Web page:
The twelve year old rescued dog had the misfortune to belong to a Spanish nurse who became the first person to become infected with Ebola in Europe after nursing a Spanish missionary priest who had been repatriated from Sierra Leone to Madrid for intensive treatment. The priest died of the virus on September 25th,, and the nurse is thought to have picked up the virus after touching her face with a contaminated glove as she removed her protective suit after finishing her shift.

Excalibur was a much loved pet in perfect health, and after Madrid’s regional government obtained a court order to euthanase him, the nurse’s husband put out a call for his life to be saved. An online  petition rapidly gathered over 400000 signatures, and crowds of angry animal-loving protestors had to be restrained by police outside the apartment where the dog lived. Despite the protests, Excalibur was euthanased. The deed has been done. But was it really necessary? Did the animal present a risk, or was he just a scapegoat sacrificed to give the authorities a sense that they were doing something?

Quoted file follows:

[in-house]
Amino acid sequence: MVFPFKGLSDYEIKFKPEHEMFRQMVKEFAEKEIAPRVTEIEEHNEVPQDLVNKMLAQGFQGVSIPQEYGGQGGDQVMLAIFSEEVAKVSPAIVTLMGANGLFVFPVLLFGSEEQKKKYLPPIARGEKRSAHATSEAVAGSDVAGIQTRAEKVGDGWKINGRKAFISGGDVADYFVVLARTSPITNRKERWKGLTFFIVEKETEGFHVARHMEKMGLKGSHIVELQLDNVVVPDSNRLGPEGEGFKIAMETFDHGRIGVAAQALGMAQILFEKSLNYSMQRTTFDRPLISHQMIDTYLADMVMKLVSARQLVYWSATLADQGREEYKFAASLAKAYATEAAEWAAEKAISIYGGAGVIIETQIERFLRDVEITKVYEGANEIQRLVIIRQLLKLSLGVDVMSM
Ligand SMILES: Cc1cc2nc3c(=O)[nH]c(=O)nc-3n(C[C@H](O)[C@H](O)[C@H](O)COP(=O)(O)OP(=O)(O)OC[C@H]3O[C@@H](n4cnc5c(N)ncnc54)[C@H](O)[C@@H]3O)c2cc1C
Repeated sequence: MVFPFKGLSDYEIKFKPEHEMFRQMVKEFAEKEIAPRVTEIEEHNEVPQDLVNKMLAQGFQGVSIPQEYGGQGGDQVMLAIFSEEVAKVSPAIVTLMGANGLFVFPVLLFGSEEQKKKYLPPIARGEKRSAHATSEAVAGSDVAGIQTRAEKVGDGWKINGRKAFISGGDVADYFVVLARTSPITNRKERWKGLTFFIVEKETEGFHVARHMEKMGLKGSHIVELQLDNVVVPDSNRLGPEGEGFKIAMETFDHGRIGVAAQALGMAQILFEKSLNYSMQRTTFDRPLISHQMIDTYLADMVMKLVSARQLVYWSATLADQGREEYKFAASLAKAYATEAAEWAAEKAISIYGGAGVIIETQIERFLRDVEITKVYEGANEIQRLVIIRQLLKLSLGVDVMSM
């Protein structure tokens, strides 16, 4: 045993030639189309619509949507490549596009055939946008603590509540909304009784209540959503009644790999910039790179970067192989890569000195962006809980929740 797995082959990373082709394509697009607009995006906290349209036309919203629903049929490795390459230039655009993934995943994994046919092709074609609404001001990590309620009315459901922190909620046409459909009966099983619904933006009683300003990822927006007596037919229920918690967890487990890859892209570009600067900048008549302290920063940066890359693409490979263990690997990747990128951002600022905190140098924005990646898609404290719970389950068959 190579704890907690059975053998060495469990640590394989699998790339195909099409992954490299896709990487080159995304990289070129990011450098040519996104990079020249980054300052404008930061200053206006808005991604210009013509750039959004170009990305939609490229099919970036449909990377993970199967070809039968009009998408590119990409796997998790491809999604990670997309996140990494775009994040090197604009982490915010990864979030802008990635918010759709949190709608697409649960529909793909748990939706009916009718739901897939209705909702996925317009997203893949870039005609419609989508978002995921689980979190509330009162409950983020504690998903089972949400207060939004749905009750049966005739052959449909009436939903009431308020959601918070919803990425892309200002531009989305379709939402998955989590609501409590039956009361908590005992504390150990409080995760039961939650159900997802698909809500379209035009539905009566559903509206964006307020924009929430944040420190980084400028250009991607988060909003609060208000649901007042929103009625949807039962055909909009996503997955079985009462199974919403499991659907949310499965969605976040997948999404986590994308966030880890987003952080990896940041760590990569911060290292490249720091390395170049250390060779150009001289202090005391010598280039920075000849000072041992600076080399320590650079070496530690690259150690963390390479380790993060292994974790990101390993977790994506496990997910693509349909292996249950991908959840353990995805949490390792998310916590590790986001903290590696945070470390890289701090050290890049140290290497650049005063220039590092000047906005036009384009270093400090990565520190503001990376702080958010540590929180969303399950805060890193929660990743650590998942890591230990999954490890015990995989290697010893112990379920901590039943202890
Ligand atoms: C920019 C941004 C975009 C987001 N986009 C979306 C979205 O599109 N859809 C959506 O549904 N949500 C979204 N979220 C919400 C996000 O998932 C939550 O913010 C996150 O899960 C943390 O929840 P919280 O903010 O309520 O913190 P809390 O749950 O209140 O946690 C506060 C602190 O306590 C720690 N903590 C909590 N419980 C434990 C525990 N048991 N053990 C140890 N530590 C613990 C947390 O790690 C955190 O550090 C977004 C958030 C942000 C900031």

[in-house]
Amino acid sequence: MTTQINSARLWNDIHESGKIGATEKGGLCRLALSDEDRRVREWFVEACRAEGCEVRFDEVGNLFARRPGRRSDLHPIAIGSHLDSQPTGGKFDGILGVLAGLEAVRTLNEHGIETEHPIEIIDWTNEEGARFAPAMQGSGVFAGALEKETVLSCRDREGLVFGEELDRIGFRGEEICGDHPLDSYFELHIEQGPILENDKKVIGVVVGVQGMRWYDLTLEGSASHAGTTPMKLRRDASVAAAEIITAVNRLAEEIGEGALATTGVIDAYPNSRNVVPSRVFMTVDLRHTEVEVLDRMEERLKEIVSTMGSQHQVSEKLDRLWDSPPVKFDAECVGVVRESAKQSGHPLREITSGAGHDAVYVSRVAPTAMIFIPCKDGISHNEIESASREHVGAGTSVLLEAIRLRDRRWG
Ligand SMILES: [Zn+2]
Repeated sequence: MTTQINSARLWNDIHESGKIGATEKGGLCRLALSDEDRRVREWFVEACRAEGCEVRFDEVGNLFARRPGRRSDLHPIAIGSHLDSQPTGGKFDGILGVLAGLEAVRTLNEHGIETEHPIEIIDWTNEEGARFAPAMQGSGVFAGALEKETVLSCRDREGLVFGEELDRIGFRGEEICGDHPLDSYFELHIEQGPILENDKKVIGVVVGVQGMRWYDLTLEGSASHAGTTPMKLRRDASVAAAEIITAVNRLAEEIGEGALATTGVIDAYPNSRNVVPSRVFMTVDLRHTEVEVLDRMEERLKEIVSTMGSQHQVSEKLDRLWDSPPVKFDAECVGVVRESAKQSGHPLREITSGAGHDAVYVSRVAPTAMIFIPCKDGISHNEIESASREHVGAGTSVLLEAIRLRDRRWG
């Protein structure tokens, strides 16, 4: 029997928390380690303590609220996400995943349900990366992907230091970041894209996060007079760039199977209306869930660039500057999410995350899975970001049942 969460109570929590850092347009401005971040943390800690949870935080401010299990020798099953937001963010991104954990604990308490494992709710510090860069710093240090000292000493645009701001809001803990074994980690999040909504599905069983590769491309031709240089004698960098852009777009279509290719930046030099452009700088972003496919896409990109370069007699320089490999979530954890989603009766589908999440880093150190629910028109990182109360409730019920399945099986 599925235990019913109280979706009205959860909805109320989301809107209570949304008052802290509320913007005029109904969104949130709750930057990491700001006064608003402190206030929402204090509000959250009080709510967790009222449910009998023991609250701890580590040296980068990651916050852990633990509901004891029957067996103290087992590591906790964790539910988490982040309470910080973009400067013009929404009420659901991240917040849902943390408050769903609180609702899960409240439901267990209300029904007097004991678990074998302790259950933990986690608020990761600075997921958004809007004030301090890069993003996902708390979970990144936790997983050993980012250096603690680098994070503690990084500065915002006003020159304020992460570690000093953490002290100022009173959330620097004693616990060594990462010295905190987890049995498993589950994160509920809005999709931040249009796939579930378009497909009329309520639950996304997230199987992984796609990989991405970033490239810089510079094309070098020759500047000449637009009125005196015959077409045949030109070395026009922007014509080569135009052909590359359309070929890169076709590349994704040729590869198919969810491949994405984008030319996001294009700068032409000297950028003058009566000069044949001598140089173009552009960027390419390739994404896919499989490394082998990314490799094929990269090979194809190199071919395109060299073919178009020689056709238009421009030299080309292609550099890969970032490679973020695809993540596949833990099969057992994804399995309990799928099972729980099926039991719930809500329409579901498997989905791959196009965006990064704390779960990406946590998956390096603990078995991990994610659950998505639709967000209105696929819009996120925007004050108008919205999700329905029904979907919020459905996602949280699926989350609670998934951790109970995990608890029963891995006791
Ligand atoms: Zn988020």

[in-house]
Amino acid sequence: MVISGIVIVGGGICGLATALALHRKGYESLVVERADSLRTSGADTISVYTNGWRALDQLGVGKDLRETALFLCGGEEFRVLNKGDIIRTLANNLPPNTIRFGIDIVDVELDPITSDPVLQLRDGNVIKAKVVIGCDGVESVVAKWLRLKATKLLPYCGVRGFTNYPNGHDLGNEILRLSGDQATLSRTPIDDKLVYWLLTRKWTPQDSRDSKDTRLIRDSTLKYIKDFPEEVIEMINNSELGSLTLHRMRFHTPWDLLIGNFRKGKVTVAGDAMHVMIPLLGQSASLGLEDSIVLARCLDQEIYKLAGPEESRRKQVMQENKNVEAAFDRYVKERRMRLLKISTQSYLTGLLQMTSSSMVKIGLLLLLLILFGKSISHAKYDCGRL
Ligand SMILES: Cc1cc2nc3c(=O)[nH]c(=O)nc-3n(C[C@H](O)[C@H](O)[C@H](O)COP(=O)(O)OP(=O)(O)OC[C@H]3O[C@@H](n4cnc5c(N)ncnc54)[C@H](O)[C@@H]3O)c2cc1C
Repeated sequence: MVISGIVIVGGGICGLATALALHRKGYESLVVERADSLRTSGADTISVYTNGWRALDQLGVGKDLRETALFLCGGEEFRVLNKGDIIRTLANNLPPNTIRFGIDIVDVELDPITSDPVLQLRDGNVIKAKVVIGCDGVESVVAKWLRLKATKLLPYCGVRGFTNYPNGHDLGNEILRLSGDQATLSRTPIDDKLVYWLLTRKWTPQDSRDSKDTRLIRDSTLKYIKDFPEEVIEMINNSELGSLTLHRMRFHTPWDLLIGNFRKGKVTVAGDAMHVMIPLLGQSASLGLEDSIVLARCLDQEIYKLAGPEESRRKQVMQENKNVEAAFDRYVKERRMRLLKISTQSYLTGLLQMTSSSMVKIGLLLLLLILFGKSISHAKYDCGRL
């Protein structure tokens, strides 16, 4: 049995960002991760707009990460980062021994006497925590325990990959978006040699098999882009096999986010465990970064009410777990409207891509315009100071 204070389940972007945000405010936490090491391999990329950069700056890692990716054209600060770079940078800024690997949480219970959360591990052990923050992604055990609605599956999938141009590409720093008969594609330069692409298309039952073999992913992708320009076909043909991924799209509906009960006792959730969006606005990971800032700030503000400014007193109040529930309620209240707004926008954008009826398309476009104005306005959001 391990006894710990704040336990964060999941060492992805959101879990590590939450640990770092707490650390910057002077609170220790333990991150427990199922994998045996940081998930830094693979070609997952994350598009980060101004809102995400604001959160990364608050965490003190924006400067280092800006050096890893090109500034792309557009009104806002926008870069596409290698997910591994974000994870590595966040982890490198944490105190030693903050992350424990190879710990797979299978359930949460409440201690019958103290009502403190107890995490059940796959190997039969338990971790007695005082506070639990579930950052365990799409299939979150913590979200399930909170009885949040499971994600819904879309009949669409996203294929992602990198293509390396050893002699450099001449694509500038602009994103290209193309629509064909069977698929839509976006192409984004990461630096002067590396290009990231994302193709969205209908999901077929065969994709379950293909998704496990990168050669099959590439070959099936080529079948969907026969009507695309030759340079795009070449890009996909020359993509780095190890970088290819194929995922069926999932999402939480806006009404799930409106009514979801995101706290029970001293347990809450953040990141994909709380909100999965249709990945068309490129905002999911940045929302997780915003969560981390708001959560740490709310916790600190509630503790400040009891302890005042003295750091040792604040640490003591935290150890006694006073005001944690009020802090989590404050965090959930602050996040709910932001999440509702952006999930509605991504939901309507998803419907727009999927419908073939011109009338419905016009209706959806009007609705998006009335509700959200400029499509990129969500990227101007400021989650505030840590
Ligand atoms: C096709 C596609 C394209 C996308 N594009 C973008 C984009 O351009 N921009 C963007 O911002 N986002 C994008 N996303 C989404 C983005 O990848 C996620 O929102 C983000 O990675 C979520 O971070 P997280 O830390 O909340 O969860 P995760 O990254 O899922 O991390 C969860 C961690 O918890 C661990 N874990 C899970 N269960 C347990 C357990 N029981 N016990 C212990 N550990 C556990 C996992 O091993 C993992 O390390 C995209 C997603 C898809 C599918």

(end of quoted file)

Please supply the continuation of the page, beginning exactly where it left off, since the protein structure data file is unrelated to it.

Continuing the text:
There is scanty evidence to support killing a dog in a situation like this. Bats are thought to be the natural reservoir for the Ebola virus in central Africa, carrying the virus without showing signs of illness. Monkeys and apes become infected and fall seriously ill, like humans. But despite extensive research, there’s been almost no evidence of other animals becoming infected or carrying the virus.